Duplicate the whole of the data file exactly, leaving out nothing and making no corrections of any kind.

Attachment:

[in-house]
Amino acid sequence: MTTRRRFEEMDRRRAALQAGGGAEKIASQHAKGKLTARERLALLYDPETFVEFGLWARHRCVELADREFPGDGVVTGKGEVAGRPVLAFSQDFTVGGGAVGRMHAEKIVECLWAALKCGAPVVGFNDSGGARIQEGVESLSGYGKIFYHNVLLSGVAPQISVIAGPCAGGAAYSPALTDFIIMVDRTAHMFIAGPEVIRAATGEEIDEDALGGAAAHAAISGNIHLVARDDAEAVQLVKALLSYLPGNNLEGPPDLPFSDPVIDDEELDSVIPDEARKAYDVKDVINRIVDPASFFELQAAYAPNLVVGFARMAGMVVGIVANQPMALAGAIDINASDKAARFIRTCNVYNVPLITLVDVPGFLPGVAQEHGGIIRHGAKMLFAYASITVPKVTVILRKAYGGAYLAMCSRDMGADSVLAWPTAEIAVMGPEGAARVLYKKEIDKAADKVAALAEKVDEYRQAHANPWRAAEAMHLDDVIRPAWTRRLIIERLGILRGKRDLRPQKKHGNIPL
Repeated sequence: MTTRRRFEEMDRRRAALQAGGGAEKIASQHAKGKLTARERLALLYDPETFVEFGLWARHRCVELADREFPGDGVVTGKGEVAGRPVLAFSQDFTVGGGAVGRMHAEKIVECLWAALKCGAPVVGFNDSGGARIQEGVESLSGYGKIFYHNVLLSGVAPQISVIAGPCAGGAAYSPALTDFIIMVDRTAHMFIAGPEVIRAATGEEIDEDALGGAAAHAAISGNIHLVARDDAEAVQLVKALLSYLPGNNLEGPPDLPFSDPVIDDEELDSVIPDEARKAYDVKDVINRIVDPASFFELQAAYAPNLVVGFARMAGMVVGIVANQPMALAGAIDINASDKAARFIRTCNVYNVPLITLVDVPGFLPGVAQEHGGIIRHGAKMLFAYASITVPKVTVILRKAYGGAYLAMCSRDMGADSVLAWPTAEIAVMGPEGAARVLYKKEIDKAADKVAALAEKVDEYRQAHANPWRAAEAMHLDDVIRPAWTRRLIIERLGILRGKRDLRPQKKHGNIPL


[in-house]
Amino acid sequence: MTTRRRFEEMDRRRAALQAGGGAEKIASQHAKGKLTARERLALLYDPETFVEFGLWARHRCVELADREFPGDGVVTGKGEVAGRPVLAFSQDFTVGGGAVGRMHAEKIVECLWAALKCGAPVVGFNDSGGARIQEGVESLSGYGKIFYHNVLLSGVAPQISVIAGPCAGGAAYSPALTDFIIMVDRTAHMFIAGPEVIRAATGEEIDEDALGGAAAHAAISGNIHLVARDDAEAVQLVKALLSYLPGNNLEGPPDLPFSDPVIDDEELDSVIPDEARKAYDVKDVINRIVDPASFFELQAAYAPNLVVGFARMAGMVVGIVANQPMALAGAIDINASDKAARFIRTCNVYNVPLITLVDVPGFLPGVAQEHGGIIRHGAKMLFAYASITVPKVTVILRKAYGGAYLAMCSRDMGADSVLAWPTAEIAVMGPEGAARVLYKKEIDKAADKVAALAEKVDEYRQAHANPWRAAEAMHLDDVIRPAWTRRLIIERLGILRGKRDLRPQKKHGNIPL
Repeated sequence: MTTRRRFEEMDRRRAALQAGGGAEKIASQHAKGKLTARERLALLYDPETFVEFGLWARHRCVELADREFPGDGVVTGKGEVAGRPVLAFSQDFTVGGGAVGRMHAEKIVECLWAALKCGAPVVGFNDSGGARIQEGVESLSGYGKIFYHNVLLSGVAPQISVIAGPCAGGAAYSPALTDFIIMVDRTAHMFIAGPEVIRAATGEEIDEDALGGAAAHAAISGNIHLVARDDAEAVQLVKALLSYLPGNNLEGPPDLPFSDPVIDDEELDSVIPDEARKAYDVKDVINRIVDPASFFELQAAYAPNLVVGFARMAGMVVGIVANQPMALAGAIDINASDKAARFIRTCNVYNVPLITLVDVPGFLPGVAQEHGGIIRHGAKMLFAYASITVPKVTVILRKAYGGAYLAMCSRDMGADSVLAWPTAEIAVMGPEGAARVLYKKEIDKAADKVAALAEKVDEYRQAHANPWRAAEAMHLDDVIRPAWTRRLIIERLGILRGKRDLRPQKKHGNIPL